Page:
private sector/ companies bears the brunt of the costs of maintaining the dual training
This distribution of responsibilities is briefly illustrated in the preceding diagram. In
2015, according to BIBB, the private sector spent approximately €24 billion on the
dual training system, while the government expenditure was €3 billion. The private
sector has a great social commitment to VET, nevertheless there have been calls for
a reform to the system, that would see the public sector take on a larger role in
financing the dual training system.
As an actor, the private sector is in the position to inform the government and skilled
crafts chambers about what competences and skills are in high demand on the
labour market. More importantly, businesses are the actors that draft proposals for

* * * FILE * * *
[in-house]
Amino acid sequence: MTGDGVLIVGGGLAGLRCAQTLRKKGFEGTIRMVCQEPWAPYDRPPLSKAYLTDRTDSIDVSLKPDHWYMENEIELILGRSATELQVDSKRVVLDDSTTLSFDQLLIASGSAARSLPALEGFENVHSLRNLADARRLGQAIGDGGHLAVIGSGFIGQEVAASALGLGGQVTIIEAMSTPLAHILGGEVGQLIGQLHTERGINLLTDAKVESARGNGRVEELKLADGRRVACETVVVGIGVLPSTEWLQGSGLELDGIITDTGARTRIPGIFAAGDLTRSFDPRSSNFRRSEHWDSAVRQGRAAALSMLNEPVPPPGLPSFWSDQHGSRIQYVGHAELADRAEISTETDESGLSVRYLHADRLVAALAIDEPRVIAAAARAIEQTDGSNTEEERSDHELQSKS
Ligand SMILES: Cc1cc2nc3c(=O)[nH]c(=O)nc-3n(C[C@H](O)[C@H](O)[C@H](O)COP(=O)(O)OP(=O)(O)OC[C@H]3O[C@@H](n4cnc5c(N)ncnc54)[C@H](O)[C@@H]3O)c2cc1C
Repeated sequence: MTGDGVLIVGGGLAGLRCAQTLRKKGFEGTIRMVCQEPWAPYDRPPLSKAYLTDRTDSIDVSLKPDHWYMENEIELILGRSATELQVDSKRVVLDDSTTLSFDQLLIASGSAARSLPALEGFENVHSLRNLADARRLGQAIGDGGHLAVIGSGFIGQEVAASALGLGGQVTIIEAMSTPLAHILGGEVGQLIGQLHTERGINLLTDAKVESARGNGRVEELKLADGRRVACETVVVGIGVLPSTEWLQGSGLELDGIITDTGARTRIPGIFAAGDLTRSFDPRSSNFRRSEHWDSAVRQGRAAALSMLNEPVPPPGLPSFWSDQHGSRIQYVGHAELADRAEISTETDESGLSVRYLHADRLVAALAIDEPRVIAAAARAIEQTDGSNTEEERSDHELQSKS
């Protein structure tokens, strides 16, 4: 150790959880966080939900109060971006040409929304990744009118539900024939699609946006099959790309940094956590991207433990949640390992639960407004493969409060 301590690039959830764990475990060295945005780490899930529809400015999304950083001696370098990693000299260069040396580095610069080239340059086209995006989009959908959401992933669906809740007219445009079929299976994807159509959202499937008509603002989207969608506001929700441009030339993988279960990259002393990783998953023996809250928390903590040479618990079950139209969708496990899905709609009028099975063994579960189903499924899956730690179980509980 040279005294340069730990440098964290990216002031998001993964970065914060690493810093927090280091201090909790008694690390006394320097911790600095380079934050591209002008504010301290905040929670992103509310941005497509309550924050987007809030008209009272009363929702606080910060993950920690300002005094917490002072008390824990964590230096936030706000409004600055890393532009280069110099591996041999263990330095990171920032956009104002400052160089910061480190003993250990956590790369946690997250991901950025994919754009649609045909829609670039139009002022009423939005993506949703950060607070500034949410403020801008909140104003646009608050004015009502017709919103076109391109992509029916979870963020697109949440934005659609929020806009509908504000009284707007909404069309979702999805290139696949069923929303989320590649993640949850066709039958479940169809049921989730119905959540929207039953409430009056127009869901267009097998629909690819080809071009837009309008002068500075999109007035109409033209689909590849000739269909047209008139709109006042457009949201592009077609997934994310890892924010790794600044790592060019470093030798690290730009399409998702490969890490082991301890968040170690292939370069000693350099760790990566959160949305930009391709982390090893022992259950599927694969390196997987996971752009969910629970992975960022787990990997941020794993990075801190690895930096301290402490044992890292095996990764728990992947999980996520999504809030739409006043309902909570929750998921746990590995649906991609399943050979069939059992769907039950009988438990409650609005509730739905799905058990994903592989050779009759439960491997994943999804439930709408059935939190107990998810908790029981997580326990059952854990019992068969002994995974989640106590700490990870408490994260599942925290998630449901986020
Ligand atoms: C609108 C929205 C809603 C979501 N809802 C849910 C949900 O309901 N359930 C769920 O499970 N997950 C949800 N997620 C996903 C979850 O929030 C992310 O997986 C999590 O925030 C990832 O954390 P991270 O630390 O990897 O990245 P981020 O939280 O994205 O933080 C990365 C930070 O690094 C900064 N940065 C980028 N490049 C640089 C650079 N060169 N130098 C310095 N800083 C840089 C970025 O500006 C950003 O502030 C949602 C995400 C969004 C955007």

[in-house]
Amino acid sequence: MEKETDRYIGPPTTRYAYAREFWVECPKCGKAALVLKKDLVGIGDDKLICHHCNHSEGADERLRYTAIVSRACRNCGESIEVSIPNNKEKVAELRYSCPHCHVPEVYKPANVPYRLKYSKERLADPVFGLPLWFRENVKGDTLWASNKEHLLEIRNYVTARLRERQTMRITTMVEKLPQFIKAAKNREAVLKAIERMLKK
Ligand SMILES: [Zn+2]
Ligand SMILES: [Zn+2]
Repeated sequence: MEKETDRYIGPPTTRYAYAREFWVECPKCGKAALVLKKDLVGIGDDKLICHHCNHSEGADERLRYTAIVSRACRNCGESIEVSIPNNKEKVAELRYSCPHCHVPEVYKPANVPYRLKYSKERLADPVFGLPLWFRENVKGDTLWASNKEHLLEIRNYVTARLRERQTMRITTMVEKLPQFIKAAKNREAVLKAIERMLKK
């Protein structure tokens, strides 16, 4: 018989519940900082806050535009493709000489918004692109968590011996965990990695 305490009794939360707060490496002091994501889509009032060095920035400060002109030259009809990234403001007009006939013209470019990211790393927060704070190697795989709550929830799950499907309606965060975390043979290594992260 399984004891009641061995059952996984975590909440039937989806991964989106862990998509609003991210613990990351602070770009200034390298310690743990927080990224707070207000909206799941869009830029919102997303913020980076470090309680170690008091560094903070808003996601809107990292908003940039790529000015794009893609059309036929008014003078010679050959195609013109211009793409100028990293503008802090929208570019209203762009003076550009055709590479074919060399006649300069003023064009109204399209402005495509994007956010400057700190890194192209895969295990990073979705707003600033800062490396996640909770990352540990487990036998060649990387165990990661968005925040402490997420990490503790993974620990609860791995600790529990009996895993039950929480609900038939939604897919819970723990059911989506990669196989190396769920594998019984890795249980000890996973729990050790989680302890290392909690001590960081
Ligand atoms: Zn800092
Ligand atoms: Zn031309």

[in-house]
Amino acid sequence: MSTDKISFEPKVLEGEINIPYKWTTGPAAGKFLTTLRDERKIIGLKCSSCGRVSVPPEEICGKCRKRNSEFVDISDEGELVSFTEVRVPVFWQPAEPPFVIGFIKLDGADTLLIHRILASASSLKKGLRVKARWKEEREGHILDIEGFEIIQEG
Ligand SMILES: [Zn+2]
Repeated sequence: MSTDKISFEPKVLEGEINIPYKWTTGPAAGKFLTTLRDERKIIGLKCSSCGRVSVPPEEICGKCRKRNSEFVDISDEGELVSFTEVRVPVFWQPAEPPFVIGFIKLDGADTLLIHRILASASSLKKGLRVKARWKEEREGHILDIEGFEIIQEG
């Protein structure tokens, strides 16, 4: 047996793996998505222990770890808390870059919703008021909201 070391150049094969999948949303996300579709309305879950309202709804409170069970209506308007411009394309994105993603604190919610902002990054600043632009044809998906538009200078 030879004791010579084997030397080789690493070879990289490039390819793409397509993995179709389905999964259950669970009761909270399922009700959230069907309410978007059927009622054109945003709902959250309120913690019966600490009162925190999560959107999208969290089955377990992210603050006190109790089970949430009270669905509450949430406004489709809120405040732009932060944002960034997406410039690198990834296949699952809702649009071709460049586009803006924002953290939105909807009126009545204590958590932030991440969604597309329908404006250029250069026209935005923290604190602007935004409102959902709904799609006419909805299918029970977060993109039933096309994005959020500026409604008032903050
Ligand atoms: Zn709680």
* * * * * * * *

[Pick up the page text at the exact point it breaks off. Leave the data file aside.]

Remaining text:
the creation of amended training regulations for new and existing occupations, as this
ensures that vocational education and training programmes endow the trainees with
the exact skills and competences the labour market requires, and that each training
cycle produces as many trainees as can be absorbed by the labour market.
Historically speaking, the private sector in Germany is regarded by society as being
responsible for providing VET training and workplace learning opportunities.
Businesses themselves consider the provision of VET training as being a cross-social
duty of the market economy.
1.5 The Trainers in Vocational Schools
The trainers in the vocational schools also play a very important role in the dual
training system. In this context, it is important to differentiate between the two types